Evidence-Based Complementary and Alternative Medicine

Neurobiological Mechanisms of Acupuncture


Publishing date
12 Jul 2013
Status
Published
Submission deadline
22 Feb 2013

Lead Editor

1Intelligent Medical Research Center, Institute of Automation, Chinese Academy of Sciences, Beijing, China

2Department of Anesthesiology, University of Michigan, Ann Arbor, MI 48109, USA

3Psychiatry Department, Massachusetts General Hospital, Harvard Medical School, Boston, MA 02115, USA

4Martinos Center for Biomedical Imaging at Massachusetts General Hospital, Harvard Medical School, Boston, MA 02115, USA


Neurobiological Mechanisms of Acupuncture

Description

Acupuncture is a Chinese healing modality that has been in use for more than 2500 years. Together with moxibustion, it is regarded as one of the two most pivotal medical skills in East Asia medicines. In the last decades, acupuncture has gained popularity as an alternative and complementary therapeutic intervention in the Western medicine. In this process, the boundaries between East Asian medicines and biomedicine/science are porous, negotiated to connect different medical traditions. The NIH consensus in 1998 has pointed out that acupuncture treatments for postoperative and chemotherapy-induced nausea and vomiting and for postoperative dental pain are promising, and acupuncture can also be a beneficial adjunct or alternative treatment for drug addiction, stroke rehabilitation, asthma, and chronic pain. In spite of its public acceptance and good efficacy in some disorders, our understanding of the underlying mechanisms of acupuncture treatment is limited. Basic and clinical acupuncture studies on neurobiological mechanisms of acupuncture are crucial for the development of acupuncture.

We invite investigators to contribute original research articles as well as review articles that will stimulate the continuing efforts in understanding and promoting the biological mechanisms of acupuncture from different research areas in both human and animals, in addition to both Chinese and Western medicine, including molecular biology, physiology, biophysics, bioinformatics, physics, and mathematics. We are particularly interested in manuscripts that report the results of acupuncture with emphasis on the effects of acupuncture on central neural system and how they contribute to its therapeutic effects. The topics on the latest innovative aspects that underline further enhancement of acupuncture are especially welcome. Potential topics include, but are not limited to:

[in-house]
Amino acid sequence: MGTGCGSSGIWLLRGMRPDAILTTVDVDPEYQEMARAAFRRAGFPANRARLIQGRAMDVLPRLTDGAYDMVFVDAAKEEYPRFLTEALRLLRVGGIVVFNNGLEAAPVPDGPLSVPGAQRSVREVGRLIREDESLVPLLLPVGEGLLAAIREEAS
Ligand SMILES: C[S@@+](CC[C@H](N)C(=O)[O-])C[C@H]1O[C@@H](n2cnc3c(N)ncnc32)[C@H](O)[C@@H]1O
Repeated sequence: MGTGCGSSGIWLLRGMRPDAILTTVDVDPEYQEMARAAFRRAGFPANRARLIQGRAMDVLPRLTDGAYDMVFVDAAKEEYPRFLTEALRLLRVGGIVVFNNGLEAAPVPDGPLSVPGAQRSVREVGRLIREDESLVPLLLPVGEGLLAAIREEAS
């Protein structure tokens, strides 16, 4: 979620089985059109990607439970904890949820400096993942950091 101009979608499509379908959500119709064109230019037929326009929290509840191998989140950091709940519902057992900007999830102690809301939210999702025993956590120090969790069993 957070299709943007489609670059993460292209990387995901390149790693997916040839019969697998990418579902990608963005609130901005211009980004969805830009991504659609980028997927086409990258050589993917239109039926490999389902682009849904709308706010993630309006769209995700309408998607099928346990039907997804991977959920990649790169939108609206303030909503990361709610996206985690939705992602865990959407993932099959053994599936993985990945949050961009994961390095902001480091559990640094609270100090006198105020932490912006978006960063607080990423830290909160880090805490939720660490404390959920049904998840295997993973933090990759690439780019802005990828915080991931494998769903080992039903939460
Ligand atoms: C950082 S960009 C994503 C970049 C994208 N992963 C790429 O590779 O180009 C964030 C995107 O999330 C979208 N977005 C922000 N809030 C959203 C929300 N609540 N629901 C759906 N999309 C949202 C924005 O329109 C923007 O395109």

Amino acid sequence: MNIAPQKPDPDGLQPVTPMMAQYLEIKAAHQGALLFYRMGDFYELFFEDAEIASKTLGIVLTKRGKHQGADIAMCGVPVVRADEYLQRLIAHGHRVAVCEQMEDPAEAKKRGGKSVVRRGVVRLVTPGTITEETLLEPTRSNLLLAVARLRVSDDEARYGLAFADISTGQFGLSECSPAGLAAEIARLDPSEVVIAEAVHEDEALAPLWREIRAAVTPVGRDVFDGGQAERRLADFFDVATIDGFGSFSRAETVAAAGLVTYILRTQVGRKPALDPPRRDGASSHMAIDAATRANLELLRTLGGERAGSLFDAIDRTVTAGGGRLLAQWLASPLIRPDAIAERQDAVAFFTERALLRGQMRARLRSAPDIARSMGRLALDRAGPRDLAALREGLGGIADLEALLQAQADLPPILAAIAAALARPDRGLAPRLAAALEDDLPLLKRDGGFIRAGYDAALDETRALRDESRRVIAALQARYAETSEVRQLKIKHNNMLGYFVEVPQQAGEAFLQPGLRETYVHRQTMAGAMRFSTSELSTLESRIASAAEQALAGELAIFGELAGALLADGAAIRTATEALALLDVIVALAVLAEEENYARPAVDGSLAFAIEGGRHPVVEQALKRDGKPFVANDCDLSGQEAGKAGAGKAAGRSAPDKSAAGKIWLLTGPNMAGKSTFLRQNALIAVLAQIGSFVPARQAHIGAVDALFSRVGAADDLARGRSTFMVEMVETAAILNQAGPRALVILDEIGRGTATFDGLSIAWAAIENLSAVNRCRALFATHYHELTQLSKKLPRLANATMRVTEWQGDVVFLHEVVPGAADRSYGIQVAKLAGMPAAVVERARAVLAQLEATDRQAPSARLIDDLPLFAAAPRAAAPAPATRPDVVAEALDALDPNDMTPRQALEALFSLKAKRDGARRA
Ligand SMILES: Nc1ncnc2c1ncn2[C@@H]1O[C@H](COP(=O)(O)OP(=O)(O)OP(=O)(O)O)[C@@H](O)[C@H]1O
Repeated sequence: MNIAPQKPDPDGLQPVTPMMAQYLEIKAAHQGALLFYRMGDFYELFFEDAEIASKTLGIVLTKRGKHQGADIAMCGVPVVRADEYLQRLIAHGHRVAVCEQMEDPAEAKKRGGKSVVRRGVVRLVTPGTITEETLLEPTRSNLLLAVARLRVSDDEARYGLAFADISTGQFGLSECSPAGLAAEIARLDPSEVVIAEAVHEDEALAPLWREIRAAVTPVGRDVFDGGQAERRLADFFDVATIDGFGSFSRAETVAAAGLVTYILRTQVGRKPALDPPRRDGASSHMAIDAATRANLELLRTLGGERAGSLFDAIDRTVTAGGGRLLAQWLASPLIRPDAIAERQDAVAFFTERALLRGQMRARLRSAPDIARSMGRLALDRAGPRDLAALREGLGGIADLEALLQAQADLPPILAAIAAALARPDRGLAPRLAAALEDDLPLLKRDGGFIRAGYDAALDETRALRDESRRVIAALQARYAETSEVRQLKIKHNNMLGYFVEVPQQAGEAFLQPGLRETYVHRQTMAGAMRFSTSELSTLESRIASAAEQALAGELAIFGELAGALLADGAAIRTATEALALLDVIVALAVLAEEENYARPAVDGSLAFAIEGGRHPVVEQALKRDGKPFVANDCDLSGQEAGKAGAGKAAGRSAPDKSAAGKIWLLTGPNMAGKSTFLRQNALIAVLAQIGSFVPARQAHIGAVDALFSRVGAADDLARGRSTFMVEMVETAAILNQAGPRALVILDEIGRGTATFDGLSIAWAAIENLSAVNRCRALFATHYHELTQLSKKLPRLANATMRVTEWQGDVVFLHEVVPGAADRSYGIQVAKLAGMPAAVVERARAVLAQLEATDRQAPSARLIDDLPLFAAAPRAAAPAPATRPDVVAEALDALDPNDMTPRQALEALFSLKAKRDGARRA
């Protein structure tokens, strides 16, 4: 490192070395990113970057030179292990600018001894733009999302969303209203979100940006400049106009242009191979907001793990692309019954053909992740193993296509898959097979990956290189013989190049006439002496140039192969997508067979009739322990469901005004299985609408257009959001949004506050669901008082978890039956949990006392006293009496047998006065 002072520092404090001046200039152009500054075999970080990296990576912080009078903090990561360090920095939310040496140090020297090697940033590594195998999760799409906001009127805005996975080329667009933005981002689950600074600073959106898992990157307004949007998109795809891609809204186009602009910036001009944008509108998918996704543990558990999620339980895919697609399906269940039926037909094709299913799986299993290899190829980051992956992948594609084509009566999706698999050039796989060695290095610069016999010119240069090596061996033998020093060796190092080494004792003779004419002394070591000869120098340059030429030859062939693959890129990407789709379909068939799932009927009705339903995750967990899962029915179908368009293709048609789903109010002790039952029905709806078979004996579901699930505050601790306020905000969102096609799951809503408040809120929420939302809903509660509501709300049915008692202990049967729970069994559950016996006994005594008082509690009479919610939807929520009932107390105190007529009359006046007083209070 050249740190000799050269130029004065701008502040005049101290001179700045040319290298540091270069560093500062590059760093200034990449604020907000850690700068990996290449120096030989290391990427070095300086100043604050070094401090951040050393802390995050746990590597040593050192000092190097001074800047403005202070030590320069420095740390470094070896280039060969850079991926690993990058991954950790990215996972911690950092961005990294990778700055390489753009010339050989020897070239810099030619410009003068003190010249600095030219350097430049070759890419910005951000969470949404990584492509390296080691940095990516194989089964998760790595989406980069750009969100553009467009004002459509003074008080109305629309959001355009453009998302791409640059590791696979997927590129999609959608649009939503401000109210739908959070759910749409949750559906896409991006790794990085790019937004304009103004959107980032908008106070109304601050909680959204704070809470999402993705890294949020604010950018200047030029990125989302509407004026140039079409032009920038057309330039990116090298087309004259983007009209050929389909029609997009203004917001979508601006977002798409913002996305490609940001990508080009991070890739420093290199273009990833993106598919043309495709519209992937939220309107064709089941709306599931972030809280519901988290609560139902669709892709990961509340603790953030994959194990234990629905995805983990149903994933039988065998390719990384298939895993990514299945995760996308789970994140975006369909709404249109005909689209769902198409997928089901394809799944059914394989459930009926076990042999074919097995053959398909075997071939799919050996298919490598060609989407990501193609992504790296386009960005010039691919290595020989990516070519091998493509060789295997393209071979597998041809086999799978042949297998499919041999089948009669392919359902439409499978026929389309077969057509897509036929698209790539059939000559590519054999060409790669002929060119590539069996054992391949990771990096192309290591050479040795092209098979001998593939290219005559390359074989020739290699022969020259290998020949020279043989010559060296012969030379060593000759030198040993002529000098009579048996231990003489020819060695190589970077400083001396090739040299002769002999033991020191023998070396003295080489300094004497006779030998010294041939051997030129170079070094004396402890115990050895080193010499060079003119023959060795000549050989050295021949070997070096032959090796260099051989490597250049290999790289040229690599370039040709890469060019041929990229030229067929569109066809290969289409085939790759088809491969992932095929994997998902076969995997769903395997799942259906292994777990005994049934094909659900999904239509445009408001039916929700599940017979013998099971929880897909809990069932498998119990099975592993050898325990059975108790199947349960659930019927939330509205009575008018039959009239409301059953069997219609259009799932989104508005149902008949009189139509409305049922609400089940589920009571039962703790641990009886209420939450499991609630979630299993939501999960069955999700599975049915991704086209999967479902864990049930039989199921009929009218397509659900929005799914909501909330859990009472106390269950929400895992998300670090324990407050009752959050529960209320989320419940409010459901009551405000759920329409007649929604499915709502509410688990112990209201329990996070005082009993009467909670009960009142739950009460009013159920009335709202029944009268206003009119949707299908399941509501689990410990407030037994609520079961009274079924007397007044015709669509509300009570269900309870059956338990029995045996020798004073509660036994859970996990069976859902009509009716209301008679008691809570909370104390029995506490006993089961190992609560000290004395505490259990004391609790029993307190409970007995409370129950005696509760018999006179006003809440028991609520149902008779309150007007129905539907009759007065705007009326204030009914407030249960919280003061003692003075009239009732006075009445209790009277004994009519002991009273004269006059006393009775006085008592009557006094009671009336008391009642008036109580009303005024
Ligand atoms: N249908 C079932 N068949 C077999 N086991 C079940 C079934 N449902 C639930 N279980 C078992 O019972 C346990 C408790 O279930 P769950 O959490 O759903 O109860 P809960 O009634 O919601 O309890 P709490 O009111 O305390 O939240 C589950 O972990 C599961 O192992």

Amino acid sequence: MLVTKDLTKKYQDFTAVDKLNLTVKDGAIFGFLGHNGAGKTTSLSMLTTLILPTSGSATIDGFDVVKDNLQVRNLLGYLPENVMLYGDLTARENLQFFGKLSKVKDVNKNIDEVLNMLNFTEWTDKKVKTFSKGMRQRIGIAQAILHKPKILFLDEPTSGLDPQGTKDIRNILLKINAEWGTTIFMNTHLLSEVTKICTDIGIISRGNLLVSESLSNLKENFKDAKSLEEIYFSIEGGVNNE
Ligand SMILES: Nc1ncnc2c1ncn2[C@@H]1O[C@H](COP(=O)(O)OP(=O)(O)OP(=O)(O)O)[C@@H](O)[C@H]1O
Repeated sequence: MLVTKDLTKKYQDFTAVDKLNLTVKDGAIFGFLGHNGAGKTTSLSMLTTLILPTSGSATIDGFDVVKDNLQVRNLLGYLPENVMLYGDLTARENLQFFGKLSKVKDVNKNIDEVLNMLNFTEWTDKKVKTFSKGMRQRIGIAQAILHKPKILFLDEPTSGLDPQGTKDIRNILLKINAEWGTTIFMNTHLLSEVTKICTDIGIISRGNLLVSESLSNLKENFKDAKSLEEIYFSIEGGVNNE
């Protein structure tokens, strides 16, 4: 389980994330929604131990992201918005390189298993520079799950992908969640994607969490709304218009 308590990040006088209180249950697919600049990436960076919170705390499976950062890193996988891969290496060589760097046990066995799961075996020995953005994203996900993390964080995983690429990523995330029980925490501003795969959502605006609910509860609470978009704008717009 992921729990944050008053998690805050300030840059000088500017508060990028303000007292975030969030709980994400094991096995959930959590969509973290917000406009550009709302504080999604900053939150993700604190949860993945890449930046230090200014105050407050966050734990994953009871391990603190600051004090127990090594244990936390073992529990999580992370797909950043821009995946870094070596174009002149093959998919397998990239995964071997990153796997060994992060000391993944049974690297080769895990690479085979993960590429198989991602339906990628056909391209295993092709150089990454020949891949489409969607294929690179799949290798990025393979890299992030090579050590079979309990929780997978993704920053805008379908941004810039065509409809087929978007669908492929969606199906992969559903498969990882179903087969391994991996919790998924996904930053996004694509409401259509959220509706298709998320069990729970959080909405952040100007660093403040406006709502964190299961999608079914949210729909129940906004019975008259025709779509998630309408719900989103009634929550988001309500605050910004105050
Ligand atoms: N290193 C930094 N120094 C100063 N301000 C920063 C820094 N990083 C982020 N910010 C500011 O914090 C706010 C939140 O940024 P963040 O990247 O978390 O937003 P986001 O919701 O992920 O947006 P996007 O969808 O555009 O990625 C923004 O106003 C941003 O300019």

• The physiology of acupuncture
  • Acupuncture neuroimaging: functional basis for acupoints
  • Acupuncture neuroimaging: placebo and sham
  • Acupuncture neuroimaging: translational/clinical research
  • Modulation of physiological and biochemical processes by acupuncture stimuli
  • Methodological and technical researches to quantify the mechanism of acupuncture
  • The role of context and ritual in acupuncture treatment

Before submission authors should carefully read over the journal's Author Guidelines, which are located at http://www.hindawi.com/journals/ecam/guidelines/. Prospective authors should submit an electronic copy of their complete manuscript through the journal Manuscript Tracking System at http://mts.hindawi.com/submit/journals/ecam/neura/ according to the following timetable:


Articles

  • Special Issue
  • - Volume 2013
  • - Article ID 652457
  • - Editorial

Neurobiological Mechanisms of Acupuncture

Lijun Bai | Richard E. Harris | ... | Baixiao Zhao
  • Special Issue
  • - Volume 2013
  • - Article ID 953162
  • - Research Article

Effects of Pretreatment with a Combination of Melatonin and Electroacupuncture in a Rat Model of Transient Focal Cerebral Ischemia

Lingguang Liu | R. T. F. Cheung
  • Special Issue
  • - Volume 2013
  • - Article ID 294789
  • - Research Article

Electroacupuncture Stimulation at CV12 Inhibits Gastric Motility via TRPV1 Receptor

Zhi Yu | Xin Cao | ... | Bin Xu
  • Special Issue
  • - Volume 2013
  • - Article ID 483105
  • - Research Article

Neural Encoding of Acupuncture Needling Sensations: Evidence from a fMRI Study

Xiaoling Wang | Suk-Tak Chan | ... | Kathleen K. S. Hui
  • Special Issue
  • - Volume 2013
  • - Article ID 369324
  • - Research Article

Effect of Bee Venom Acupuncture on Oxaliplatin-Induced Cold Allodynia in Rats

Bong-Soo Lim | Hak Jin Moon | ... | Byung-Il Min
  • Special Issue
  • - Volume 2013
  • - Article ID 127271
  • - Research Article

Multivariate Granger Causality Analysis of Acupuncture Effects in Mild Cognitive Impairment Patients: An fMRI Study

Shangjie Chen | Lijun Bai | ... | Xuemin Shi
  • Special Issue
  • - Volume 2013
  • - Article ID 436913
  • - Review Article

Mechanisms of Electroacupuncture-Induced Analgesia on Neuropathic Pain in Animal Model

Woojin Kim | Sun Kwang Kim | Byung-Il Min
  • Special Issue
  • - Volume 2013
  • - Article ID 924541
  • - Research Article

Electroacupuncture Could Regulate the NF- B Signaling Pathway to Ameliorate the Inflammatory Injury in Focal Cerebral Ischemia/Reperfusion Model Rats

Wen-yi Qin | Yong Luo | ... | Ya-hui Li
  • Special Issue
  • - Volume 2013
  • - Article ID 795906
  • - Research Article

Acupuncture-Evoked Response in Somatosensory and Prefrontal Cortices Predicts Immediate Pain Reduction in Carpal Tunnel Syndrome

Yumi Maeda | Norman Kettner | ... | Vitaly Napadow
  • Special Issue
  • - Volume 2013
  • - Article ID 628907
  • - Review Article

Placebo Acupuncture Devices: Considerations for Acupuncture Research

Dan Zhu | Ying Gao | ... | Jian Kong
Evidence-Based Complementary and Alternative Medicine
 Journal metrics
Acceptance rate28%
Submission to final decision79 days
Acceptance to publication45 days
CiteScore2.010
Impact Factor1.984
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